The jury returned a verdict for the defendants; and the plaintiff alleged exceptions to the refusals to rule and to the rulings above stated.

The case was submitted on briefs.

A. M. Pinkham, for the plaintiff.

P. E. Coyle & L. A. Rogers, for the defendants.


SHELDON, J. The defendants as policemen had the right to arrest the plaintiff without a warrant if they had reasonable grounds to suspect that he was guilty of a felony (Commonwealth v. Phelps, 209 Mass. 396 , 404) ; and we now must take it that this issue has been settled in their favor by the verdict of the jury. But, having so arrested him, it was their duty to take him before a magistrate, who could determine whether or not there was ground to hold him. It was not for the arresting officers to settle that question. Stetson v. Packer, 7 Cush. 562 . Brock v. Stimson, 108 Mass. 520 . Phillips v. Fadden, 125 Mass. 198 . Clark v. Tilton, 74 N. H. 330. Douglass v. Barber, 18 R. I. 459. Pratt v. Hill, 16 Barb. 303.

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Green v. Kennedy, 46 Barb. 16. State v. Parker, 75 N. C. 249. Manning v. Mitchell, 73 Ga. 660, 663. Judson v. Reardon, 16 Minn. 431. Newby v. Gunn, 74 Texas, 455, 456. Samuel v. Payne, 1 Doug. 359. Wright v. Court, 4 B. & C. 596. As to this, the doctrine of M'Cloughan v. Clayton, Holt, N. P. 478, though approved in Burke v. Bell, 36 Maine, 317, has not been followed.

It is true that, if one so arrested consents to his release without being taken before a magistrate, if he chooses to waive this requirement of the law and to discharge his claim against the officer, he cannot afterwards complain of the omission. Joyce v. Parkhurst, 150 Mass. 243 . Cafrey v. Drugan, 144 Mass. 294 . Bates v. Reynolds, 195 Mass. 549 . Horgan v. Boston Elevated Railway, 208 Mass. 287 . But this is the personal option of the prisoner. The arresting officer is in no sense his guardian (Phillips v. Fadden, 125 Mass. 198 , 201), and can justify the arrest only by bringing the prisoner before the proper court, that either the prisoner may be liberated or that further proceedings may be instituted against him. Bath v. Metcalf, 145 Mass. 274 , 276.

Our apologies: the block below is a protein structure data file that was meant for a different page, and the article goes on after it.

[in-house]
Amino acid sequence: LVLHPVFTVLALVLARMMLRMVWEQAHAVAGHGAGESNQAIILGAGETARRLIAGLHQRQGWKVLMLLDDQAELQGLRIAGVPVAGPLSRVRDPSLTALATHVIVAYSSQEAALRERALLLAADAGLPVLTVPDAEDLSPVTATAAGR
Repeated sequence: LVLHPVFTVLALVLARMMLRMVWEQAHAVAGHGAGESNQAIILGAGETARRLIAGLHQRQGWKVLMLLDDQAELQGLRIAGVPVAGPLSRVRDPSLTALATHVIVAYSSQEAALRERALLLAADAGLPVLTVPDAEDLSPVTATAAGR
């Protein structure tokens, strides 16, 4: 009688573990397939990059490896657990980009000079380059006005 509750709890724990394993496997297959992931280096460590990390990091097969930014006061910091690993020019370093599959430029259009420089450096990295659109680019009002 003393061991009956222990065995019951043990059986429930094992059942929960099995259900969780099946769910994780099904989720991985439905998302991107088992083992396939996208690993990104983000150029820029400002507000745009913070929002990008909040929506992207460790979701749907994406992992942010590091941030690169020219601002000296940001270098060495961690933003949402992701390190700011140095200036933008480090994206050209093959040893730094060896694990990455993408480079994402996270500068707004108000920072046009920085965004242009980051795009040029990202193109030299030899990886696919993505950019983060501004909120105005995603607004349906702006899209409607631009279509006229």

The officer is not required to make a formal complaint under oath if he has concluded that his suspicions were unfounded. He does his duty by bringing his prisoner before the proper magistrate and laying before that magistrate a full statement of the facts. He is not responsible for the action of the magistrate. Hobbs v. Hill, 157 Mass. 556 . Douglass v. Barber, 18 R. I. 459.

The defendants had no right to detain the plaintiff to enable them to make a further investigation of the charge against him. It was their duty to bring him before the court as soon as reasonably could be done. Tubbs v. Tukey, 3 Cush. 438 , 440.

It cannot be said as matter of law that their delay for an hour and a quarter was reasonable. The facts as to this are not agreed. This interval may have overreached the time for the adjournment of the court to which the plaintiff should have been taken, and involved a yet longer delay. It is only when the facts are agreed that this issue becomes a question of law, as stated in Loring v. Boston, 7 Met. 409 , 413, and Gilmore v. Wilbur, 12 Pick. 120 , cited by the defendants.

The jury should have been instructed substantially as requested by the plaintiff, and the ruling given was erroneous.

Exceptions sustained.